anonymous
 3 years ago
Best ResponseYou've already chosen the best response.0WHAT DO LITERALLY MEAN YOU ARE IN PRIMARY

anonymous
 3 years ago
Best ResponseYou've already chosen the best response.0primary school > the educational level before high school and after preschool

anonymous
 3 years ago
Best ResponseYou've already chosen the best response.0Do you see my point, Estudier? The task is to prove that the product of ANY two odd integers is even. You've only proven that the product of consecutive odd integers is even.

anonymous
 3 years ago
Best ResponseYou've already chosen the best response.0why are you doing discreet mathematics which i am doing at college

anonymous
 3 years ago
Best ResponseYou've already chosen the best response.0Because LGBA is a boss.

anonymous
 3 years ago
Best ResponseYou've already chosen the best response.0i believe that education belongs to no level

anonymous
 3 years ago
Best ResponseYou've already chosen the best response.0lol he really is i thought you are a teacher at some school,

anonymous
 3 years ago
Best ResponseYou've already chosen the best response.0I'm with Klimenkov (but we are not in primary school, I guess)

anonymous
 3 years ago
Best ResponseYou've already chosen the best response.0i meant the one above estudier.......

anonymous
 3 years ago
Best ResponseYou've already chosen the best response.0what grade are you guys

anonymous
 3 years ago
Best ResponseYou've already chosen the best response.0I'm a teacher, if that's what you were asking. I teach algebra 2 and geometry.

anonymous
 3 years ago
Best ResponseYou've already chosen the best response.0@klimenkov and @estudier @lgbasallote

anonymous
 3 years ago
Best ResponseYou've already chosen the best response.0i'm actually a liberal arts teacher in primary school. i was just kidding about that primary school thing

anonymous
 3 years ago
Best ResponseYou've already chosen the best response.0lol i was just about to say you shuld take the IMO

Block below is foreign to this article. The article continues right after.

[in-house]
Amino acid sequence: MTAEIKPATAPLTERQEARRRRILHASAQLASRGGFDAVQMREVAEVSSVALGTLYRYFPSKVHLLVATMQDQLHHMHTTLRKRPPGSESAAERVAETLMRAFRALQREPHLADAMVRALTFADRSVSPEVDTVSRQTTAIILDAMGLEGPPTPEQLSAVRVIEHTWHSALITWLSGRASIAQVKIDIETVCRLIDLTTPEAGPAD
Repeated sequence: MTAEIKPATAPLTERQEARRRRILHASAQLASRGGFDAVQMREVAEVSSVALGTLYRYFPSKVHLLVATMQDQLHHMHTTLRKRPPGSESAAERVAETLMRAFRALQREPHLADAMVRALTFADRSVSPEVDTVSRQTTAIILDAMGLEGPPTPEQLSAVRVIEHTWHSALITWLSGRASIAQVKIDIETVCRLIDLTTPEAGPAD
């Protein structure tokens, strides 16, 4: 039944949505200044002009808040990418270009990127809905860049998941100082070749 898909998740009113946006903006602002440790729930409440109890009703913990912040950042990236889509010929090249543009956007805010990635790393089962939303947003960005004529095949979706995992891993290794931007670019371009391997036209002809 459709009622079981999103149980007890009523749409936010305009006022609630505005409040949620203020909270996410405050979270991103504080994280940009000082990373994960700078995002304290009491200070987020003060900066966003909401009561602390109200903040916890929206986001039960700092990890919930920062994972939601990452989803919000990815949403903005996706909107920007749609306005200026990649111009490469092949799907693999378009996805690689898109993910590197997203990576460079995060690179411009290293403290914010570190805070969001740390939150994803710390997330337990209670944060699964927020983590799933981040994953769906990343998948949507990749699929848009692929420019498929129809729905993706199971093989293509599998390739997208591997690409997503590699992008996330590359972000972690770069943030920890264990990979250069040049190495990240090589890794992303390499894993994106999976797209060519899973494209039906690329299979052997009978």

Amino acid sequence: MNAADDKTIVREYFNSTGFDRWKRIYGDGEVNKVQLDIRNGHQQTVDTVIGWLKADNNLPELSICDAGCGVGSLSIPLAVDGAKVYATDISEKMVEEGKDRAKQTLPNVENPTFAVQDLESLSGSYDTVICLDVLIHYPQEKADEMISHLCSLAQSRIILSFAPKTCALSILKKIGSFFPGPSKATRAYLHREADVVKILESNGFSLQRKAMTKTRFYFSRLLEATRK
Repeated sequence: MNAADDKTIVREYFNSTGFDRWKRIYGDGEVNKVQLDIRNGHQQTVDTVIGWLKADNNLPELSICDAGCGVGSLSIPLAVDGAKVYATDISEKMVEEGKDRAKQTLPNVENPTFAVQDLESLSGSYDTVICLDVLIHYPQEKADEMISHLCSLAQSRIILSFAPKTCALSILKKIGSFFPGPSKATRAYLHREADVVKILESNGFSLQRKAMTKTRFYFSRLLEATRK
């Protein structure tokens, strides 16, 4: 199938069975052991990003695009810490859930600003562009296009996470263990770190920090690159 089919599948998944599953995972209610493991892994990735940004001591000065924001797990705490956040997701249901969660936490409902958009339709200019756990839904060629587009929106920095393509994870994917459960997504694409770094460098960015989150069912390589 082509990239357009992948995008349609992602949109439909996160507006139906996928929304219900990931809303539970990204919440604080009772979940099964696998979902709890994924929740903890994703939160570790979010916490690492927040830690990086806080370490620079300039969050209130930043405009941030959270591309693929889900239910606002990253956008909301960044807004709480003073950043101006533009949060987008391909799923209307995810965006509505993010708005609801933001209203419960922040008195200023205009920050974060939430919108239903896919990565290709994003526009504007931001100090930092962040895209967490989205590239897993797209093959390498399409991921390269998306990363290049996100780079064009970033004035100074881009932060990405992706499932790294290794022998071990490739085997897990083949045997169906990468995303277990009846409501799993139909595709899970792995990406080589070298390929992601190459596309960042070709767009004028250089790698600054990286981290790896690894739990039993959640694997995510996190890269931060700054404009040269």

anonymous
 3 years ago
Best ResponseYou've already chosen the best response.0but it is still true ,you are in primary

klimenkov
 3 years ago
Best ResponseYou've already chosen the best response.4I'm 20. I just like math.

anonymous
 3 years ago
Best ResponseYou've already chosen the best response.0IMOinternational math olympiad

anonymous
 3 years ago
Best ResponseYou've already chosen the best response.0IMOinternational math olympiad

anonymous
 3 years ago
Best ResponseYou've already chosen the best response.0no thanks....as you can see from my picture...i don't really like math....

anonymous
 3 years ago
Best ResponseYou've already chosen the best response.0lol you guys are funny,if you hated maths you wont be on openstudy is that a true proposition

anonymous
 3 years ago
Best ResponseYou've already chosen the best response.0openstudy is not just about math

anonymous
 3 years ago
Best ResponseYou've already chosen the best response.0p: i like math q: i'm on openstudy if p then q since p is F and q is T..the implication holds true

anonymous
 3 years ago
Best ResponseYou've already chosen the best response.0p=you hate math q=you are not on OS what is the contrapositive

anonymous
 3 years ago
Best ResponseYou've already chosen the best response.0not clear,i dont get it @estudier

anonymous
 3 years ago
Best ResponseYou've already chosen the best response.0Just me not being funny....:)

anonymous
 3 years ago
Best ResponseYou've already chosen the best response.0x,y odd > x1, y1 even (I don't have to prove that as well, do I?) x1 = 2p, y1 =2q > x = 2p+1, y =2q+1 (2p+1)(2q+1) = 4pq +2p +2q +1 QED

anonymous
 3 years ago
Best ResponseYou've already chosen the best response.0ohh thats true but i was talking abut \[¬(p→q) ≡ p ⋀ (¬q)\]

anonymous
 3 years ago
Best ResponseYou've already chosen the best response.0p>q is not p or t so not that...